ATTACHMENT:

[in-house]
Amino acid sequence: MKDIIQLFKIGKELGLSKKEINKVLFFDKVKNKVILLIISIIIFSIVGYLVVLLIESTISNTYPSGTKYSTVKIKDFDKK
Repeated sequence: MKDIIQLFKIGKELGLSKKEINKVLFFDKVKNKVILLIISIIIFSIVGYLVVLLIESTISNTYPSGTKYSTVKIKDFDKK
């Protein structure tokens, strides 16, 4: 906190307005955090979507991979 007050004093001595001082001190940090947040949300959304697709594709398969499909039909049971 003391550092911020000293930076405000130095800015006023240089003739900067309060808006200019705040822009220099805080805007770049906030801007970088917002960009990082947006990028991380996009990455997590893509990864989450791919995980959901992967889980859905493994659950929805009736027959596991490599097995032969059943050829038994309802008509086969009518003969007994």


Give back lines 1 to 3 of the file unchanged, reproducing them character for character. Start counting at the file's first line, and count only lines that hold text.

[in-house]
Amino acid sequence: MKDIIQLFKIGKELGLSKKEINKVLFFDKVKNKVILLIISIIIFSIVGYLVVLLIESTISNTYPSGTKYSTVKIKDFDKK
Repeated sequence: MKDIIQLFKIGKELGLSKKEINKVLFFDKVKNKVILLIISIIIFSIVGYLVVLLIESTISNTYPSGTKYSTVKIKDFDKK